Knight and Day is the kind of high-energy, low-calorie confection that's hard to hate, but not easy to love.
In advance of this movie's release, much hoopla was made of it being based on an original spec screenplay. In a summer that's already seen four sequels, a video game adaptation, two movies based on TV shows, and two adaptations from literary sources, that's a little something to crow about.
And given Patrick O'Neill, whose acting resume includes Gross Pointe Blank and Say Anything..., is given sole writing credit, the accomplishment at first seems all the more impressive. But a little digging around into this film's full pedigree reveals something on the order of eight other people dabbled or hacked away at the script to some degree or another.
That explains a lot about the end result. It's all over the place.
While the premise is promising, the end result is something like Romancing the Stone meets Mission: Impossible: Lite.
The movie starts with Roy Miller (Tom Cruise, Vanilla Sky) bumping into June Havens (Cameron Diaz, Charlie's Angels: Full Throttle) on two separate occasions at the airport. As fate would have it, they're bound for the same destination. But June's bumped from the full flight… until the very last minute.
It turns out the plane is almost empty. (How weird!) And the handful of people on board wants Roy dead, including the flight attendants and the pilots. Everybody, in fact, except June. She's already fallen for Roy's charms and wants to snag a date.
Yes, it's the summertime, the movie-going season that's all about the preposterous, but Knight and Day takes things to a shark-jumping extreme right around the time Roy crash lands the airliner in a Massachusetts farm. And that's in the early going.
Is Roy insane? Is he some kind of psychotic sociopath who leaves death and destruction in his wake? Or is he actually a super-duper agent who'd put Ethan Hunt to shame?
Maybe he's both. But he definitely acts like a gerbil on steroids running around in a discovery ball with reckless abandon.
Along with the seasonal overdose of the preposterous, this movie also serves as prime content for those with any type of attention deficit disorder. Bored? Wait a second and there'll be loads of gunfire!
Why the movie is titled Knight and Day isn't exactly clear, nor is it terribly important. The plot's MacGuffin is stashed in a toy knight. There's also a family called the Knights. And, in an attempt at character building, Roy tells June, while on that fateful flight, that a lot of times when people say "some day" they'll do something, they really mean "never."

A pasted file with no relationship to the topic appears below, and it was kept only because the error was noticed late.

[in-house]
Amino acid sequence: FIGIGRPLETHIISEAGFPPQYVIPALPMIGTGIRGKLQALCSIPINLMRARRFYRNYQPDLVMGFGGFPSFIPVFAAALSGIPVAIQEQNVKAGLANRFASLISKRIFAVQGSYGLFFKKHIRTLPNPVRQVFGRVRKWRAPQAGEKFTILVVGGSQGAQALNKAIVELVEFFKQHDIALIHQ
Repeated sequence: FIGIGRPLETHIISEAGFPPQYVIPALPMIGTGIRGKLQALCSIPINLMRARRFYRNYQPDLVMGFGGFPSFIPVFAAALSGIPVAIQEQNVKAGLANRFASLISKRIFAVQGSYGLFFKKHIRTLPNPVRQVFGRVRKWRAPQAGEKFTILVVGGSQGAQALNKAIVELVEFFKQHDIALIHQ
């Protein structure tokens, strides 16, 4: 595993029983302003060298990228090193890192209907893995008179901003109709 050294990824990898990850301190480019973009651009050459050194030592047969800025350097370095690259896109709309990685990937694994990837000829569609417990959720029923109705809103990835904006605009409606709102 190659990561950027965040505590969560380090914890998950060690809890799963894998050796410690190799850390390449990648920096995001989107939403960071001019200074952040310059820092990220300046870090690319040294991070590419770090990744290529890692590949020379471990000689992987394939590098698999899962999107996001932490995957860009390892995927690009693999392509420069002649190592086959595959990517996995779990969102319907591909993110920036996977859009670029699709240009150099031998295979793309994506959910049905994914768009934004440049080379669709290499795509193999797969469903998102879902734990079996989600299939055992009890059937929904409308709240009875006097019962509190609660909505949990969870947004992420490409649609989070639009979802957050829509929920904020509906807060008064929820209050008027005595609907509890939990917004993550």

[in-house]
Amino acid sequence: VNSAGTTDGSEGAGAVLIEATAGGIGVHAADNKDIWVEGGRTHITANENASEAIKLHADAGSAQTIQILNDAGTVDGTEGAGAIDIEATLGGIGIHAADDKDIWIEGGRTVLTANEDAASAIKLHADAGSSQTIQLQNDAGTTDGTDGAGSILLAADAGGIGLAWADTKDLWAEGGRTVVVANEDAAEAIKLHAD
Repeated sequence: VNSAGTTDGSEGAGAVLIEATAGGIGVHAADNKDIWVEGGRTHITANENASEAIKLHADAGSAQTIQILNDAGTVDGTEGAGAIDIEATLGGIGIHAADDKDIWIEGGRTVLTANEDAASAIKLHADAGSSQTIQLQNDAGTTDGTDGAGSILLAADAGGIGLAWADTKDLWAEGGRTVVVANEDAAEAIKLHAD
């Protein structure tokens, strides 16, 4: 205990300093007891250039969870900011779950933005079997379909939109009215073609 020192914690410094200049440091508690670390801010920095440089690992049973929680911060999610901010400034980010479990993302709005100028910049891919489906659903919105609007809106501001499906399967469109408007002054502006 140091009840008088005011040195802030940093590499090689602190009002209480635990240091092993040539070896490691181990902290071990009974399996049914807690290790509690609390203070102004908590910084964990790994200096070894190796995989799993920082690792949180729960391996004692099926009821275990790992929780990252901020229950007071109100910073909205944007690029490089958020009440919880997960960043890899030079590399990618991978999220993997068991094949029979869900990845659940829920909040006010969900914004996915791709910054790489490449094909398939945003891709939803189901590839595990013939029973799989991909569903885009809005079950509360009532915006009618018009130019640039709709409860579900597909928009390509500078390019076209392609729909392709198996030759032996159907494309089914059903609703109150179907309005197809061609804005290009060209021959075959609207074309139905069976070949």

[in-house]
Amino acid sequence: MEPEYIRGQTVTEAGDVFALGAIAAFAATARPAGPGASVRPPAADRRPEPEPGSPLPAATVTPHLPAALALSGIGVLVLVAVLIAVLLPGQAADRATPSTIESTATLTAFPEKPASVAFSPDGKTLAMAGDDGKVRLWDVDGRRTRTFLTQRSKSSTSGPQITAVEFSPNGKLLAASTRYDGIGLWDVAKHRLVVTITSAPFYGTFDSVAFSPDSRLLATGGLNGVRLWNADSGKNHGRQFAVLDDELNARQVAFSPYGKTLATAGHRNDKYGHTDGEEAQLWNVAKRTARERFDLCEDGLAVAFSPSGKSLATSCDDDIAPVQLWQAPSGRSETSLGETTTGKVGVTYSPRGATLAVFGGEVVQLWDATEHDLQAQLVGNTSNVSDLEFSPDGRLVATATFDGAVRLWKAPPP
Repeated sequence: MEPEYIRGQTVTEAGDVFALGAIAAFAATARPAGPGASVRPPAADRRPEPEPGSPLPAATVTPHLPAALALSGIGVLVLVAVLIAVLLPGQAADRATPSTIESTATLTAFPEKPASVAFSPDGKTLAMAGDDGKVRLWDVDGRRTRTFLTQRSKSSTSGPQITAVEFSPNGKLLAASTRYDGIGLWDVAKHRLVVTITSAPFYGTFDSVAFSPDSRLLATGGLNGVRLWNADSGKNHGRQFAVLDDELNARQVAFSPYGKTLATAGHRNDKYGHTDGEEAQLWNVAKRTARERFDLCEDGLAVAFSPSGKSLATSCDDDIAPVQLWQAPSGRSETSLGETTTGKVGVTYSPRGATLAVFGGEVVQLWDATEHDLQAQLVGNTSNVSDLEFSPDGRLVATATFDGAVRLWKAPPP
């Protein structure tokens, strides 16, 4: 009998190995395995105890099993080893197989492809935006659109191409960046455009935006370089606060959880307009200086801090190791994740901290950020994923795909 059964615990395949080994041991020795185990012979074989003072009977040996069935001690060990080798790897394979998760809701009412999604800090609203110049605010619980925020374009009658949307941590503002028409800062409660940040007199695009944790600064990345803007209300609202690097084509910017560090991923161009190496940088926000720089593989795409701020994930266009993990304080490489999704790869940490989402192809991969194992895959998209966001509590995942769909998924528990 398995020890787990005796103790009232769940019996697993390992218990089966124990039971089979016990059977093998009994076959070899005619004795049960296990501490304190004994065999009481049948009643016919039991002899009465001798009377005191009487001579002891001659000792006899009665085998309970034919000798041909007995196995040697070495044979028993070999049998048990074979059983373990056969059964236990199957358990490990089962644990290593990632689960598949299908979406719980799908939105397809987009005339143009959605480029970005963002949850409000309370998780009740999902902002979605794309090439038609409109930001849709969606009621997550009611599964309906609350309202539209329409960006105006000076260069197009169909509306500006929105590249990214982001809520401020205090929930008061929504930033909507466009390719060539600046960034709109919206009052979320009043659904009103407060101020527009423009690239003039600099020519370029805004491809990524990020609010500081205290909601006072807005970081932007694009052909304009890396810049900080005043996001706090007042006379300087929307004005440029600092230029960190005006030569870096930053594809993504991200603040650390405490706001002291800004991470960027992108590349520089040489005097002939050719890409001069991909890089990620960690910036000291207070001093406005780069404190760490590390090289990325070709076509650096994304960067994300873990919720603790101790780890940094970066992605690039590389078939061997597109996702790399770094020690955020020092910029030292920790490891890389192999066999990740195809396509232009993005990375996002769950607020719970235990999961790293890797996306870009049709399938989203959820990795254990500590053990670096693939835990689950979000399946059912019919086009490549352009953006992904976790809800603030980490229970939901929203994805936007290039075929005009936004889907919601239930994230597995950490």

That's a nice little theme woven into this globetrotting adventure that, much like Joan Wilder, takes June Havens from a down-to-earth hottie who knows how to restore classic cars (yeah, girls like her are a dime a dozen) and turns her into a butt-kickin' babe in total control of her life (that'll be two dozen, please).
Cameron Diaz is certainly likeable. And, more importantly, so is Tom Cruise, even though he dumps his Yankees cap from War of the Worlds in favor of Boston gear. He's a turncoat, but that's fine. It fits with the movie's spy/counter-spy tale.
It's a little unfortunate for Cruise that so many people are reading so much into how well this movie performs. Valkyrie was a decent movie and it performed as such. This is a big, loud, and massively overblown adventure flick that'll most likely perform accordingly as well.
But how much flak Cruise should suffer in the event this movie tanks is hard to gauge. Then again, he's one of the eight-or-so alleged script doctors and mechanics.
There's a recurring joke about an older couple in Massachusetts. They get bills for stuff ordered on the Internet and the husband doesn't remember a thing about ordering any of them. It's light-hearted banter; it's funny. But it could've added some humanity to this comic book if it had been played a little more straight.
Doing so wouldn't have taken all that much imagination. Ultimately, though, that's to be expected from this movie that's all about people pretending to be something they're not. That notion applies to the movie as well; it thinks it's clever, but the reality is not so much so.
And that disappointment extends to the special effects. Even they're not believable, whether they involve spiffy spy planes roaring over head or bulls running up from behind, none of it plays with any degree of realism. Throw in some awful green screen work, the kind that harks back to the notoriously bad blue screen effects of the old James Bond movies, and the image is complete: this movie wants to be something slick, sexy, and sassy, but it isn't.
The one thing the movie does do well is incorporate the classic Hitchcock MacGuffin. Everybody's intent on getting their hands on something called the Zephyr. But what it is and what it does really doesn't matter. It's simply the excuse to set in motion the series of chaotic events that is Knight and Day.
Originally published at MovieHabit.com.